News / Asia

Pakistani President, Army Chief Meet, Aiming to Defuse Split

Pakistan President Asif Ali Zardari (file photo).
Pakistan President Asif Ali Zardari (file photo).

Pakistani President Asif Ali Zardari has met with the country's army chief for talks, amid rising tensions between Pakistan's civilian government and its powerful military that threaten to destablize the country's weak civilian government.

Pakistani officials say Zardari held talks Saturday with army chief General Ashfaq Parvez Kayani to discuss the security situation in the country.  Officials gave no other details on the meeting.

Later Saturday, General Kayani and Pakistani Prime Minister Yousuf Raza Gilani attended a meeting before the government's defense committee.

In an apparent effort to defuse tensions,  Gilani said at the meeting that Pakistan's government and parliament have stood fully behind the military. He also said Pakistan's sovereignty and territorial integrity are non-negotiable.

Tensions between the government and military stem from an unsigned memo that allegedly sought U.S. help to prevent a military coup in Pakistan.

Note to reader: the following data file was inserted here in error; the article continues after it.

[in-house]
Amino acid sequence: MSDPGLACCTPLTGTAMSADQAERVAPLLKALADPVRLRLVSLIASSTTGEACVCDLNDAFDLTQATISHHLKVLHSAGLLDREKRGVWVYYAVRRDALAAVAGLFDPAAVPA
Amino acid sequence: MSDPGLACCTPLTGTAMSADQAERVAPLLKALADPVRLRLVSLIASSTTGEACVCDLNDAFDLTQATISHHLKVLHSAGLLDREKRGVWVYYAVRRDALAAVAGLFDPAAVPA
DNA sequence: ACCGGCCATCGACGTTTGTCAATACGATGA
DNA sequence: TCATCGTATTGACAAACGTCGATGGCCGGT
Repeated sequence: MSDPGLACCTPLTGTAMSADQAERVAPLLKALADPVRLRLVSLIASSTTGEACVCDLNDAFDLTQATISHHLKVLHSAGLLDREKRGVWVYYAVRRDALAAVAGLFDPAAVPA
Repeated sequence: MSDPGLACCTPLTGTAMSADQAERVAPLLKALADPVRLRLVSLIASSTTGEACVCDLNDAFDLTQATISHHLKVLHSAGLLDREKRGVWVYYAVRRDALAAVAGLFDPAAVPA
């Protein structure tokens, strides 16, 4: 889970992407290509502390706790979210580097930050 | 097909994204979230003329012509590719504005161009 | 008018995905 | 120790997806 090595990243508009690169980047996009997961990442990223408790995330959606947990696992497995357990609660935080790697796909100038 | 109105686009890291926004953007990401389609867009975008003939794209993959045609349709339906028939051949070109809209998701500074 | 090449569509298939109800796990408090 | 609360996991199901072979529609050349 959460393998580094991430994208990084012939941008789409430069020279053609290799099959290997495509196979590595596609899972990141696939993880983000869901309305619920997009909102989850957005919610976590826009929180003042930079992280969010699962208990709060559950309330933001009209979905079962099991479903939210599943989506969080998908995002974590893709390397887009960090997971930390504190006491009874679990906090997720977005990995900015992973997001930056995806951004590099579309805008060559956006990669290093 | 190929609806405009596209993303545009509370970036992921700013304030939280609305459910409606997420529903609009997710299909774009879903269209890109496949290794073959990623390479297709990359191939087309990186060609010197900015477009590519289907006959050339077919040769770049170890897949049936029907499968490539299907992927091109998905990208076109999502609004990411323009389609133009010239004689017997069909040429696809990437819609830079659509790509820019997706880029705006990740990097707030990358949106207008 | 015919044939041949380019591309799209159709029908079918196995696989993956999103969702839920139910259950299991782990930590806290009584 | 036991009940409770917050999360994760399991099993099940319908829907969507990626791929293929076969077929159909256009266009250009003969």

Pakistan's Supreme Court is investigating the memo, which was allegedly sent by a Pakistani official to the U.S. military last year.

A few days ago, Gilani fired Pakistan's defense secretary for his role in submitting statements to the Supreme Court made by two top security officials.

Gilani also accused the two officials, army chief Kayani and Inter-Services Intelligence head Lieutenant General Ahmad Shuja Pasha, of acting unlawfully by making unilateral submissions to the Supreme Court inquiry.

Those remarks prompted Pakistan's military to warn of "grievous consequences" for the country.

A Supreme Court-appointed panel is probing the origins of the unsigned memo in which Pakistan's civilian government asked for U.S. help in reining in the Pakistani military following the U.S. raid that killed Osama bin Laden last May.

The existence of the memo surfaced in October when Pakistani-American businessman Mansoor Ijaz accused the then-Pakistani ambassador to the U.S., Husain Haqqani, of writing the memo.  Haqqani denies writing the document and has since resigned.

The army has ruled Pakistan for most of its existence since independence from Britain in 1947.  There have been three military coups in Pakistan, and no civilian government has ever completed its term in office.

Some information for this report was provided by AP, AFP and Reuters.

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